16 comments to Searching For Good Ideas

  • Good idea, Misty! You might get a kick out of old (seventies) video clips of a BBC game show called Call My Bluff on Youtube. Sounds like basically the same as your dictionary game.

  • I know this isn’t the focus of today’s post, but it took me down memory lane. I used to peruse my mom’s old huge 2-book dictionary when I was kid. When I sold my first novel, I confiscated (read stole) the dictionaries. They are maybe 50 years old, and still the best I ever found. My favorite word? Vug. 🙂

  • When I was in 6th grade, our teacher did a similar thing with the pictures. Once a week, he showed us something — once was a painting of a waterwheel, once was a serial number — and had us come up with stories. Later we’d read each other’s stories. Not only did I learn that you can find inspiration for a story in anything, but also that the number of stories from the same inspiration is infinite. Great post, Misty, and thanks for pulling up an old, happy memory.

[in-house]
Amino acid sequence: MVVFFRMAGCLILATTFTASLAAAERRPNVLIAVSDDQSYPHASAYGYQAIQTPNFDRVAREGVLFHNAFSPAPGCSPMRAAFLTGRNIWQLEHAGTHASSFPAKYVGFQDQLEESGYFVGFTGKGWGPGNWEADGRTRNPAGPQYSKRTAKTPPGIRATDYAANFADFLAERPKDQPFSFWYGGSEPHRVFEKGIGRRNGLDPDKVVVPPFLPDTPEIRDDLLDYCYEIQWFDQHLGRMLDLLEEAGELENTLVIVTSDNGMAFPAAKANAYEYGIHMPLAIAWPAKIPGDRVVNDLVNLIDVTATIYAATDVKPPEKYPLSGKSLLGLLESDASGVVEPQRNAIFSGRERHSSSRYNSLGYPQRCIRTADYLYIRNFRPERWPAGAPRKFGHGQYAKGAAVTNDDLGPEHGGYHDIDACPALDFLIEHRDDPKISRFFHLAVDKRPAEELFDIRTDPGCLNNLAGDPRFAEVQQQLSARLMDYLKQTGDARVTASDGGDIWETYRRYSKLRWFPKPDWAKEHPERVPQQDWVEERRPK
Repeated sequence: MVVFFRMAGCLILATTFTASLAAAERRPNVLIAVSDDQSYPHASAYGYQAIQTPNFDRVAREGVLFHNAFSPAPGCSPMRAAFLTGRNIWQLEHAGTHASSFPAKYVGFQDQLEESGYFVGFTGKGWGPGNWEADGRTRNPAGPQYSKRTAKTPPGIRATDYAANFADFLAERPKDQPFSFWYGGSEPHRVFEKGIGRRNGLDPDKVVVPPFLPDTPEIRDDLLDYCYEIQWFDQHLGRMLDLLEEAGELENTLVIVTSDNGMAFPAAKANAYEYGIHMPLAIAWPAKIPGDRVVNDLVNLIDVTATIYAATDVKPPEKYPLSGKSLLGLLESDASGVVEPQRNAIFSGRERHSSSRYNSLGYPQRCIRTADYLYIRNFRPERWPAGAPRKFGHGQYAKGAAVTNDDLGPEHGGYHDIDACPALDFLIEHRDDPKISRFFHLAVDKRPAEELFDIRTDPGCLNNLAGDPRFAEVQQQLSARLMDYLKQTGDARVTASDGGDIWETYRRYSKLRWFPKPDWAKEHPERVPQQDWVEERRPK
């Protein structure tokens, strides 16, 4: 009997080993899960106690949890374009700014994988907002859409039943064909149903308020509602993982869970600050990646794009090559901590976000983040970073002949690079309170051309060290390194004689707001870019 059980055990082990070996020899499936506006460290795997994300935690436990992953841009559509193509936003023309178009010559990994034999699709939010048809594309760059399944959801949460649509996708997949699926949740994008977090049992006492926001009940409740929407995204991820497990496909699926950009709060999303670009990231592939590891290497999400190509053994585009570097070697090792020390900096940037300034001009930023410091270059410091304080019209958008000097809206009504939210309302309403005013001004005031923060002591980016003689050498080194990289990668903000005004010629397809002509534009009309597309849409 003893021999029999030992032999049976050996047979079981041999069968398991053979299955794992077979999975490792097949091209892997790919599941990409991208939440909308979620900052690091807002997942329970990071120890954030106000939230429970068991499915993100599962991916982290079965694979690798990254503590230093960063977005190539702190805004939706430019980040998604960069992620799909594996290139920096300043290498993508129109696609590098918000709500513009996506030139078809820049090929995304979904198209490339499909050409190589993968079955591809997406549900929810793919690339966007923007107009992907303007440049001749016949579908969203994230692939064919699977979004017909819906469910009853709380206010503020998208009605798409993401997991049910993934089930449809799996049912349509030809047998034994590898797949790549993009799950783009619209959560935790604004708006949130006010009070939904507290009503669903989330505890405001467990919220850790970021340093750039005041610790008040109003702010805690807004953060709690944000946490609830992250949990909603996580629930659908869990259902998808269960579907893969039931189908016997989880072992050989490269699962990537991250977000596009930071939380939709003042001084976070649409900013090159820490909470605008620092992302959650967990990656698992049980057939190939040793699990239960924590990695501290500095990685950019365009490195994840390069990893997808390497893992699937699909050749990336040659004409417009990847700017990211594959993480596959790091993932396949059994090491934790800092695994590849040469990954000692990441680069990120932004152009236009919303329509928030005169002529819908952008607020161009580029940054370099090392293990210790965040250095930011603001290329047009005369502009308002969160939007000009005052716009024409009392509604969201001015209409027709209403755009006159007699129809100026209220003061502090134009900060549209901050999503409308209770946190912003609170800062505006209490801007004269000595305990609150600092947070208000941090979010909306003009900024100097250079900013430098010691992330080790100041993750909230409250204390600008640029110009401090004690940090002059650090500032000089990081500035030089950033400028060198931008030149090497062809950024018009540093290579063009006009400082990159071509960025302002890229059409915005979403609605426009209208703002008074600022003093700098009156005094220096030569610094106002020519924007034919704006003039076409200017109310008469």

• Nice ideas, Misty. I always loved playing dictionary, and as a photographer I’m drawn to the idea of using photos as inspiration. Might have to try that the next time I’m searching for a story idea. Enjoy the snow!

  • Sarah Naumann

    I find it fascinating how small and seemingly trivial things can help you come up with a great story to tell!